Crosman MAR 177: Part 2

by Tom Gaylord
Writing as B.B. Pelletier

Crosman MAR
The MAR177 from Crosman.

Part 1

History of airguns

This report covers:

  • Why muzzleloading pneumatics and gas guns are extremely dangerous
  • AR with a reservoir
  • Premium quality
  • Receiver difference
  • National Match trigger
  • AR firearm
  • Summary

Why muzzleloading pneumatics and gas guns are extremely dangerous

I am answering this discussion topic today because nobody had figured it out when I wrote up today’s report last Friday. Maybe someone did later, but I will answer it here so everyone understands. And just to let you know — I didn’t figure this out, either. Dennis Quackenbush was kind enough to explain it to me.

A pneumatic or gas gun may leak air or CO2 at any time. If it did, and if its forward escape path was blocked by a bullet in the barrel and the rear path was blocked by o-rings, pressure would build up until something let go. The most likely thing would be the bullet. In other words, a muzzleloading airgun can potentially fire at any time — if it is loaded and if there is a leak. Since a leak can occur at any time unannounced, a muzzle loading airgun is very dangerous.

Today we look at more of the MAR177 features, plus a bunch of other exciting things. Let’s get started. First thing — the rifle is holding fine from yesterday’s fill.

AR with a reservoir

Right off the bat you noticed that the MAR has a long tube under the barrel that a regular AR firearm upper would not have.

Crosman MAR comparison
The MAR177 at the top has a reservoir that the AR-15 upper below doesn’t have. The MAR also has a carry handle with sights the firearm upper lacks.

The MAR reservoir is about the size of a Discovery reservoir — imagine that! And the MAR valve is unregulated. I wonder what sort of consistency it gets?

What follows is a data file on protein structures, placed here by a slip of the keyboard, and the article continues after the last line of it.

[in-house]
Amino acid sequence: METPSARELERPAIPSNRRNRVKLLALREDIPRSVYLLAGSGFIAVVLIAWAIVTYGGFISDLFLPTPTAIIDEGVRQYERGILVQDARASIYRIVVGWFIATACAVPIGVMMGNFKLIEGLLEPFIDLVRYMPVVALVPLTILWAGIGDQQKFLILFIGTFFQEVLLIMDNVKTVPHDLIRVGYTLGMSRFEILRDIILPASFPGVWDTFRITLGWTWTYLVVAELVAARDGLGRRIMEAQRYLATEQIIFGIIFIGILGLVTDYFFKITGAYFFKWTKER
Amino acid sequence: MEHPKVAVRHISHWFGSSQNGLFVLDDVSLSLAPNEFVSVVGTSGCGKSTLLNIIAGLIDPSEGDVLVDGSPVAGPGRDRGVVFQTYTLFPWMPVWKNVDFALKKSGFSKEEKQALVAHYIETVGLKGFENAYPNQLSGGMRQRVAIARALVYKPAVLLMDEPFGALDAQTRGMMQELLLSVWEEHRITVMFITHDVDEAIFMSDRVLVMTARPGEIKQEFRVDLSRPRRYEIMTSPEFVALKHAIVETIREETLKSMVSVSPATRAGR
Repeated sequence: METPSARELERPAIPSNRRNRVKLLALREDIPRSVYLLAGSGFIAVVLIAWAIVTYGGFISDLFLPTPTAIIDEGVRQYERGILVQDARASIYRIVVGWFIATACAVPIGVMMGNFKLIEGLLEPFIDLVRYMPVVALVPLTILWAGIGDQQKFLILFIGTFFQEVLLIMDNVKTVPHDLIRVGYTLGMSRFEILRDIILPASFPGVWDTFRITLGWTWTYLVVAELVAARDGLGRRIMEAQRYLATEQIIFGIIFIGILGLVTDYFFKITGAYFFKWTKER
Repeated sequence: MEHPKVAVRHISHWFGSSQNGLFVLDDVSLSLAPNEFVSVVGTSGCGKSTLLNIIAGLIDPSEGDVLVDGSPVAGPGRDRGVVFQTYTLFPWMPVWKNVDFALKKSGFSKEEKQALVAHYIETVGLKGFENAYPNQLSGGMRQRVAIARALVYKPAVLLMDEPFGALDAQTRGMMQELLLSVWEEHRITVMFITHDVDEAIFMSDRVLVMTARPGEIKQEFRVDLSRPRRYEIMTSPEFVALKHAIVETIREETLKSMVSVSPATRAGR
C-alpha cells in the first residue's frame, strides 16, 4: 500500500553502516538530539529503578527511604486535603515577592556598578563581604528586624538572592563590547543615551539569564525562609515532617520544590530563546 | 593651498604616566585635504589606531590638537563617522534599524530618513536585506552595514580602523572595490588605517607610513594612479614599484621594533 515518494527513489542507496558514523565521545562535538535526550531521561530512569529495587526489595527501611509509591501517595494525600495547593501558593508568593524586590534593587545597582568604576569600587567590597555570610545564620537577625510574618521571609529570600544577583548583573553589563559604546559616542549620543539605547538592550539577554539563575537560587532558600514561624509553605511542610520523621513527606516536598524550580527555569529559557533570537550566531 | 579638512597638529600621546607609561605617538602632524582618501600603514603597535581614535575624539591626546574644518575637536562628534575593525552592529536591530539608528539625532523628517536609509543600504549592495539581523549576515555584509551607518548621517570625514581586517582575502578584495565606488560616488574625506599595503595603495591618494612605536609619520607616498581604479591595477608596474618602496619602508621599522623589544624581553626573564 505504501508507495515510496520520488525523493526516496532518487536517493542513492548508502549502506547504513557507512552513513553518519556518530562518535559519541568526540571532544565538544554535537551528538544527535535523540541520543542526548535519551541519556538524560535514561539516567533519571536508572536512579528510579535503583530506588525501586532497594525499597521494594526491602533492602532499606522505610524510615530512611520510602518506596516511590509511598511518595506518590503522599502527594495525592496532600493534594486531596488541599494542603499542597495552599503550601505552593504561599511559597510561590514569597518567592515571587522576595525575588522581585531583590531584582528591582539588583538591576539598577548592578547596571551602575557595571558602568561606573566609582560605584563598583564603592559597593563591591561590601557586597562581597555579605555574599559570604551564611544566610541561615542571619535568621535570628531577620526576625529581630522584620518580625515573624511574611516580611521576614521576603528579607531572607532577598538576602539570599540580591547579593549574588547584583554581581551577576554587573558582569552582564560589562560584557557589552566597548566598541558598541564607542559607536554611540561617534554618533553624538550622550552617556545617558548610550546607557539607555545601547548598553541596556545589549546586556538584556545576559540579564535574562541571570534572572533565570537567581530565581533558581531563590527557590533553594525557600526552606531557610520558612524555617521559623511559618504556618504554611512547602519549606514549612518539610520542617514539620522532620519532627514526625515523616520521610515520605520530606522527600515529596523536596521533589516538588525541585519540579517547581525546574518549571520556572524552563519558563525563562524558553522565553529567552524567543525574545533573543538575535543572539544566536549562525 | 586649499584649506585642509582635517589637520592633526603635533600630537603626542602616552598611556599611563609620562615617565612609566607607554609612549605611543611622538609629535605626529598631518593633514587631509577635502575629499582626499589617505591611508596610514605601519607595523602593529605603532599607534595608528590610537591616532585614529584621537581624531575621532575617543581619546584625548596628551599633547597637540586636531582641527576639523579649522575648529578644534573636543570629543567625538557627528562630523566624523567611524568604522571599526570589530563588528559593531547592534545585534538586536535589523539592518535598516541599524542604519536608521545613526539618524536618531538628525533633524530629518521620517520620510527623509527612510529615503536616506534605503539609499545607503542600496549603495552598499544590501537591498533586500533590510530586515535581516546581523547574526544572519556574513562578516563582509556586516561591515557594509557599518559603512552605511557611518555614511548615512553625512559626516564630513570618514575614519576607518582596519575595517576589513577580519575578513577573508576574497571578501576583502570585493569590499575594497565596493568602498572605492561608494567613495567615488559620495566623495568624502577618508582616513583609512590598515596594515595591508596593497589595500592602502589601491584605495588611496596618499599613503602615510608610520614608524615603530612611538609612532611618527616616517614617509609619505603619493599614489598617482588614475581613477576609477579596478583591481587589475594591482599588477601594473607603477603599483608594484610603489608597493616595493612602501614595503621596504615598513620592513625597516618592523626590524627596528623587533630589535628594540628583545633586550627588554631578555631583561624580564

Premium quality

Crosman built the MAR to be the best of the best. Remember that it has a Lothar Walther barrel. For that reason, you see a carry handle on top of the flat-toped receiver. Note that the AR-15 firearm upper shown below the MAR does not have a handle. It’s an optional item.

If you were to build the firearm equivalent of the MAR177 in 2012, it would have cost at least as much as the MAR. I am talking an upper of equivalent quality. The carry handle with adjustable peep sight would have added a lot, plus a decent barrel instead of a run-of-the-mill barrel that’s found on the cheaper uppers would have set you back a bundle. Heck, just a quality charging handle assembly with a quality bolt carrier can add over $200! The 24-inch Saber Defense fluted bull barrel with a 1:8 twist on my AR-15 was a $1,500 item by itself at the time!

So, yes, AR-15 uppers can be bought for a lot less money than a MAR, but the upper on my AR-15 was a $2,300 assembly. It’s probably worth less than half that today, with the gun scare being over. It is easily possible to spend such money on a quality upper, so let’s not criticize the MAR. And no, I didn’t not pay that much for my upper. I traded two AK rifles for it at the height of the Obama gun scare, when everything was super-inflated. It was my two $2,500 cats for his $5,000 dog.

Receiver difference

The carry handle can be removed by loosening two thumbscrews, and when we do we see a significant difference with the MAR. It has a flat top but there is a slot in the top of the receiver up front for the 10-shot rotary magazine.

Crosman MAR flattop
The MAR receiver has a slot in the top front that stands out when the carry handle is removed. This is where the 10-shot rotary magazine fits.

The carry handle has the same slot. The carry handle also has a peep sight that is adjustable for windage but not elevation. You see, the rear sight on an M16 that the AR-15 is based on does not adjust elevation in the rear — the front sight adjusts up and down!